In 2019, I visited the Museum of Fine Arts in Boston, the home of a larger-than-life sculpture of Guanyin, the bodhisattva of compassion.
The statue, carved from paulownia wood and dating back to twelfth-century China, came to the museum in 1920. It was moved to a storage room in 1999, where it sat deteriorating for fifteen years until a donor offered to sponsor its conservation.
It took conservators eighteen months to restore the statue. Layer by layer, they carefully removed paint that had been added over centuries, uncovering beautiful gold, green, and red adornments. They employed UV imaging and x-radiography to uncover the statue’s history. A plastic jewel on her forehead, placed between her glass eyes in 1950 for a television segment, was removed. Finally, nearly seventeen years after her last public appearance, Guanyin was reinstated in the museum in 2016.
We can chip away at our attachments, ignorance, and anger, revealing our innate buddhanature.
When I came upon the statue myself, I was taken aback by its presence. This Guanyin sits in her classic posture of royal ease, measuring nearly six feet tall. From behind museum glass, she radiates a brilliant light, her gentle eyes gazing down at those standing before her. The room around her echoes with a recording of the Great Compassion Mantra, which is synonymous with Guanyin and often uttered before her image for protection and purification.
Standing before this 900-year-old statue, it struck me how ancient, yet ageless, Buddhism is. I thought of the countless people who have worked throughout history to continue the Buddha’s teachings and spread them throughout the world. I gave a silent thanks to Guanyin and all who led me to stand here before this great bodhisattva of wisdom and compassion.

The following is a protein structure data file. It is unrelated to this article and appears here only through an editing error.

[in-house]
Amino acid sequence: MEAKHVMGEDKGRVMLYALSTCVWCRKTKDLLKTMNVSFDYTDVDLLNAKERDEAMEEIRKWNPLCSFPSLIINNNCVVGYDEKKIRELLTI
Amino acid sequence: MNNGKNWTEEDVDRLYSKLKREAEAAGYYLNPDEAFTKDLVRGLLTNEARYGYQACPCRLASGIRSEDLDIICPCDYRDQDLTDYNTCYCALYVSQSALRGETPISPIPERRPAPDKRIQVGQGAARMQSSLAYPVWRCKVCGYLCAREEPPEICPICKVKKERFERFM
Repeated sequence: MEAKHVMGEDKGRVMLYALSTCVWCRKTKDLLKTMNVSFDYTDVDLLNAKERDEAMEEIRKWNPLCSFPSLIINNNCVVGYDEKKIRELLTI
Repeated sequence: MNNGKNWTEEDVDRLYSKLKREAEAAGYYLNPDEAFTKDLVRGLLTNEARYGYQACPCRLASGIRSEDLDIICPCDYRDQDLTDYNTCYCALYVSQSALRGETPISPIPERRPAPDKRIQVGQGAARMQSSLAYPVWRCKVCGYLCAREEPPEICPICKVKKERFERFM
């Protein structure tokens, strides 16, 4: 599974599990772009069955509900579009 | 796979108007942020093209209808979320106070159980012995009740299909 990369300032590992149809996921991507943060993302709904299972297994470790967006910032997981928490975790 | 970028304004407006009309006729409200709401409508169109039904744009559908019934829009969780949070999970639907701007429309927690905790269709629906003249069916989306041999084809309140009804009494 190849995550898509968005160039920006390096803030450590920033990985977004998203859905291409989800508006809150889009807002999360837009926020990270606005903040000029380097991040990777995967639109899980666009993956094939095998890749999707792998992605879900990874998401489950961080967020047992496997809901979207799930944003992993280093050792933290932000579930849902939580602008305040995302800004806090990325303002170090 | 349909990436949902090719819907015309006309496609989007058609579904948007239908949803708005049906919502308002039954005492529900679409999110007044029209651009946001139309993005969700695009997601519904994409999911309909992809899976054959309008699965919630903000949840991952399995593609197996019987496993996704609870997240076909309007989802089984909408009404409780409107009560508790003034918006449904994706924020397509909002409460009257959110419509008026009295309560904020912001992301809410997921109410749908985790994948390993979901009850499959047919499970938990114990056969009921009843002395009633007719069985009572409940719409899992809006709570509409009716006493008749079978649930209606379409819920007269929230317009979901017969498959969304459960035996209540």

The “Explore Buddhism” section of this issue focuses on women in Buddhism. There, you’ll learn more about Guanyin, as well as two other female bodhisattvas, Tara and Prajnaparamita, who also made the vow to forego enlightenment until all sentient beings are saved. You’ll find stories of remarkable Buddhist women from the time of the Buddha to the present day, alongside profiles of five modern-day bodhisattvas engaging in important work on behalf of women.
This issue also explores the three poisons inside us, and in society, that Buddhism identifies as causes of suffering—anger, attachment, and ignorance—and how to free ourselves from them. Like removing the plastic jewel from the forehead of an ancient statue, Buddhist practice can help us shed the parts of ourselves that feel inauthentic. Bit by bit, layer by layer, we can chip away at our attachments, ignorance, and anger, revealing our innate buddhanature beneath. Like removing the many layers of paint on an antique statue, with careful attention and persistence, our awakened mind is uncovered.